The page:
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For more than three decades, the Icelandic artist Olafur Eliasson has explored the ways that people interact with their environment, with installations that use elemental materials such as light, water and air to by turns disorientate and concentrate the mind of the viewer. Eliasson’s first major survey in the UK also reveals his longstanding engagement with ecological issues. Find out more from the Tate’s website.
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Room for one colour (1997), Olafur Eliasson. Photo: Dmitry Baranov; courtesy of the artist/neugerriemschneider, Berlin/Tanya Bonakdar Gallery, New York/Los Angeles; © 1997 Olafur Eliasson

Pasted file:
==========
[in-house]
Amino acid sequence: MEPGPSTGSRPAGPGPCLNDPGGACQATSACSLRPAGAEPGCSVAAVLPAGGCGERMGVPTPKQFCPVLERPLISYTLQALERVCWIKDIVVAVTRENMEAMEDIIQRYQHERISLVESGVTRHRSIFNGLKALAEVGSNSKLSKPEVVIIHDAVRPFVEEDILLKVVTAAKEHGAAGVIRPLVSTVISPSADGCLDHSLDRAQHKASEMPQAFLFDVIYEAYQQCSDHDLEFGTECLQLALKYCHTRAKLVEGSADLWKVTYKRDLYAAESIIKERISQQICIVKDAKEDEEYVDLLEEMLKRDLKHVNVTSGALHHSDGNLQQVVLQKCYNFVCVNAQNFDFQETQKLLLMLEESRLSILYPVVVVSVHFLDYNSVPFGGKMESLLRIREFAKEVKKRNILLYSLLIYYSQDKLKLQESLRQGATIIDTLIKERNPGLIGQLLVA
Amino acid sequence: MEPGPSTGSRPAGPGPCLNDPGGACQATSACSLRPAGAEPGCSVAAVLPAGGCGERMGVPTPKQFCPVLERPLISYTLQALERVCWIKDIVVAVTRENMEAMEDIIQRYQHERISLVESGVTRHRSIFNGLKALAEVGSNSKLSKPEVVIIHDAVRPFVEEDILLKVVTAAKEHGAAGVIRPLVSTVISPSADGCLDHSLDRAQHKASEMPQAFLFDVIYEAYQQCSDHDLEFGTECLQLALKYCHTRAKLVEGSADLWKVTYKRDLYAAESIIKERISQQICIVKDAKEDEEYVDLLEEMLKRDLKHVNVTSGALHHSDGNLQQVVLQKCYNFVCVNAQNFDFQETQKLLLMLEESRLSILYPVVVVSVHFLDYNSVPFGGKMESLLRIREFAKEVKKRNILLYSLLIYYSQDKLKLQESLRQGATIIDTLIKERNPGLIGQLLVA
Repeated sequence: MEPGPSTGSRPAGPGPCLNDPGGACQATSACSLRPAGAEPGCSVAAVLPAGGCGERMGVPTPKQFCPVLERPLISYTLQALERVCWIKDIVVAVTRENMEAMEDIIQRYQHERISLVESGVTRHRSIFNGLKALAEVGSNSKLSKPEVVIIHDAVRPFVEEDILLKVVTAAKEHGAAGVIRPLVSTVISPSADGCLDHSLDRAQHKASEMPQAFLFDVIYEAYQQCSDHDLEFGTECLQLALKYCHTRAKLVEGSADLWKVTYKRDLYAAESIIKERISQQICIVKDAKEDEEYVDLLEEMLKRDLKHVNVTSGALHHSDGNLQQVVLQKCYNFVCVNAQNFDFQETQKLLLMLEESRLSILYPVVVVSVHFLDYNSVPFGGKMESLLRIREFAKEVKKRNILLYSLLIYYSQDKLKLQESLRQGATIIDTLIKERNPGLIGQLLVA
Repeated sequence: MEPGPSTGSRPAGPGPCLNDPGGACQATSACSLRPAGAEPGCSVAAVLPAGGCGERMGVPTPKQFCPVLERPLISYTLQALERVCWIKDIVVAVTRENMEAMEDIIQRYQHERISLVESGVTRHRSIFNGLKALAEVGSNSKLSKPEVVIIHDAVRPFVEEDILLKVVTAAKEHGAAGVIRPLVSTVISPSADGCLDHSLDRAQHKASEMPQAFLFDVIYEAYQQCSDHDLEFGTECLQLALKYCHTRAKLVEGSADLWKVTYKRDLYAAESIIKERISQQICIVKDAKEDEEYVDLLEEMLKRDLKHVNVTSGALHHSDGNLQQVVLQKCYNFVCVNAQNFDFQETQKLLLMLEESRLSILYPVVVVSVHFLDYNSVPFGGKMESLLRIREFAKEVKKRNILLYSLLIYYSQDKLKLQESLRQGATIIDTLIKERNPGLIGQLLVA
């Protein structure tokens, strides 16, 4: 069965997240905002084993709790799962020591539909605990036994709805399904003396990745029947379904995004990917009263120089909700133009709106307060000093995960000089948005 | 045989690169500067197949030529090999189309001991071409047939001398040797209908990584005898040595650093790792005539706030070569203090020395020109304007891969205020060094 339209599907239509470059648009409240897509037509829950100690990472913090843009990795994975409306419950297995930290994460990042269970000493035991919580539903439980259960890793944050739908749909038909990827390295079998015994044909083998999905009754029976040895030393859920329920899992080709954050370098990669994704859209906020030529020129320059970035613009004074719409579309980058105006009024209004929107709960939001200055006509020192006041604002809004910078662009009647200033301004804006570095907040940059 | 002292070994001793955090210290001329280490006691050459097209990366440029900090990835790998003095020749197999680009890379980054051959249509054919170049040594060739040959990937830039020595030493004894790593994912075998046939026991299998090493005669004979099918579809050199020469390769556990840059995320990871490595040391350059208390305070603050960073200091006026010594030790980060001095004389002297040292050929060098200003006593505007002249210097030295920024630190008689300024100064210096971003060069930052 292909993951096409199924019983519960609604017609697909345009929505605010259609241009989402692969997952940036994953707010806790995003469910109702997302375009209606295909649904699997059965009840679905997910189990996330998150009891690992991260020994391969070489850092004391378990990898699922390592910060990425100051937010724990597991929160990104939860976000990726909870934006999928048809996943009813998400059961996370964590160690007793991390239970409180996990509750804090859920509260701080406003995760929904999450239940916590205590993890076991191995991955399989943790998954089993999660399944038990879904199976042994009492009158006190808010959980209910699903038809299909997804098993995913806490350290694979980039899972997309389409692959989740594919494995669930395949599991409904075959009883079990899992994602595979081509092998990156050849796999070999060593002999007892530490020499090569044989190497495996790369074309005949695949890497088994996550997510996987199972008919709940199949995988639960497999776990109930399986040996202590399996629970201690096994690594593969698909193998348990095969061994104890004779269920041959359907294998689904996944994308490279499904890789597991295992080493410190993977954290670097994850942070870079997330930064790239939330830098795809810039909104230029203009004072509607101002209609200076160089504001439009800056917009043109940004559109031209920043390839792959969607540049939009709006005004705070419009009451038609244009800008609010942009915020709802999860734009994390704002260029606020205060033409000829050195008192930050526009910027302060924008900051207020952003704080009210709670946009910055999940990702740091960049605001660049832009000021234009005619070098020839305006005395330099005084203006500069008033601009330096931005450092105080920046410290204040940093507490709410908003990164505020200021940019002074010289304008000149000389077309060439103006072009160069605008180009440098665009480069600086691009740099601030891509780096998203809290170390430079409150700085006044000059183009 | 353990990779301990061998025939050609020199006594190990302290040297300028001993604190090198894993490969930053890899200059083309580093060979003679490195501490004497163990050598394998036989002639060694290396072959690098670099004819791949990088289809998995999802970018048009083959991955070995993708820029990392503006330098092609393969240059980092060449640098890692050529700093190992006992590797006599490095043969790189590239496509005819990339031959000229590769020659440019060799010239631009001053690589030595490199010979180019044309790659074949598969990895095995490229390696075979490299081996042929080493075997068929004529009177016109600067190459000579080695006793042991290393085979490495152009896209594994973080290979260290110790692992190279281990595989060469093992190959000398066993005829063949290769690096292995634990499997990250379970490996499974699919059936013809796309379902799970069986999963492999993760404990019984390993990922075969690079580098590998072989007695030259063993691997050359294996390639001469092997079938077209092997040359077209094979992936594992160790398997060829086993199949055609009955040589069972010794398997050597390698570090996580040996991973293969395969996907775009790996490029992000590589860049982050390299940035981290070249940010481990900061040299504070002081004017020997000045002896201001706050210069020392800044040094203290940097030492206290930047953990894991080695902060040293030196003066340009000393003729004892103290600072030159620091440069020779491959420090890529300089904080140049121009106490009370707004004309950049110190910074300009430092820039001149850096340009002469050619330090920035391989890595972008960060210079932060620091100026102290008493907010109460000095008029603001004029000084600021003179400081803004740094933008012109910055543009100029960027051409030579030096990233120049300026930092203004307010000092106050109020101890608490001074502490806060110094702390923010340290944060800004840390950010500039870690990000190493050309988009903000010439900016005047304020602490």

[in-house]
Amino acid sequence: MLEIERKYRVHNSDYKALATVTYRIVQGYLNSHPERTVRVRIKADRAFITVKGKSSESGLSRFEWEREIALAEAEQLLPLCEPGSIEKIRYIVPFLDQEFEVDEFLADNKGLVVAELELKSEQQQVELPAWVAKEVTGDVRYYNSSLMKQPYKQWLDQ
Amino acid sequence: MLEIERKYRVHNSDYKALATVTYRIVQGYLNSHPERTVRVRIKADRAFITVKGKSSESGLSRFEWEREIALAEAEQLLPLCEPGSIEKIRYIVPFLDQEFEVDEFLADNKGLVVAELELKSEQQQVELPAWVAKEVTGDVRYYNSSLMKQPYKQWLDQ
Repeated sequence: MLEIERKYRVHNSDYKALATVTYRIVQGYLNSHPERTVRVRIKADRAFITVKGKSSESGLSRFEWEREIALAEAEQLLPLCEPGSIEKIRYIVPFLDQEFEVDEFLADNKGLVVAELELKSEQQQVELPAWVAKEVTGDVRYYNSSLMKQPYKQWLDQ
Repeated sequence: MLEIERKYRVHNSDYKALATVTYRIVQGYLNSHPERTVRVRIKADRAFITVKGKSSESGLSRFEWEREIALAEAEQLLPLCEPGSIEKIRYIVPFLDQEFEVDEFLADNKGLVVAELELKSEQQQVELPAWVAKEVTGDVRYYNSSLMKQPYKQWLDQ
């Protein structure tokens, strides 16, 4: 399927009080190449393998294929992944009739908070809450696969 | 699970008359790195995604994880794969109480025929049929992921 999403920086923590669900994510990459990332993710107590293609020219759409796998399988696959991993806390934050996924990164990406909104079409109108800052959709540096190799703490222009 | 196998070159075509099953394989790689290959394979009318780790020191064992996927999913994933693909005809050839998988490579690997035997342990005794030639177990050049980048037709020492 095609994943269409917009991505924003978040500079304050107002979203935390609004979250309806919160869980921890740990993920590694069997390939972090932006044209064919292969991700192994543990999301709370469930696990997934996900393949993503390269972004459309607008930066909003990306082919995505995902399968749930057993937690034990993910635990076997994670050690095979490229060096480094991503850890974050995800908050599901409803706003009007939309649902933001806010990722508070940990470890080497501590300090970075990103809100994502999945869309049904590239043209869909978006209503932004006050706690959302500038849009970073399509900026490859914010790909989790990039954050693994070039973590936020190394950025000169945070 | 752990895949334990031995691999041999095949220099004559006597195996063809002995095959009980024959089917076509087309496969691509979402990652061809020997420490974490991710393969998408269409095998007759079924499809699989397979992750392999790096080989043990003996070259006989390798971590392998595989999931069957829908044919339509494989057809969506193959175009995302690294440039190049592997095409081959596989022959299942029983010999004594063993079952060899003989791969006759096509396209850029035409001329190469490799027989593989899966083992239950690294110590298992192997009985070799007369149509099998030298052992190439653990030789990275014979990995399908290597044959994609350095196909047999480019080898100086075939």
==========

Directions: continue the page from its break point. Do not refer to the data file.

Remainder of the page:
Moss wall (1994), Olafur Eliasson. Photo: Hyunsoo Kim;courtesy of the artist/neugerriemschneider, Berlin/Tanya Bonakdar Gallery, New York/Los Angeles; © 1994 Olafur Eliasson
Ice Watch (2018), Olafur Eliasson and Minik Rosing, installation view. Photo: Charlie Forgham Bailey © 2018 Olafur Eliasson and Minik Rosing
Din blinde passager (2010), Olafur Eliasson, installation view at ARKEN Museum of Modern Art, Copenhagen, 2010. Photo: Thilo Frank/Studio Olafur Eliasson
Don’t blame the culture wars for Tate Britain’s disappointing rehang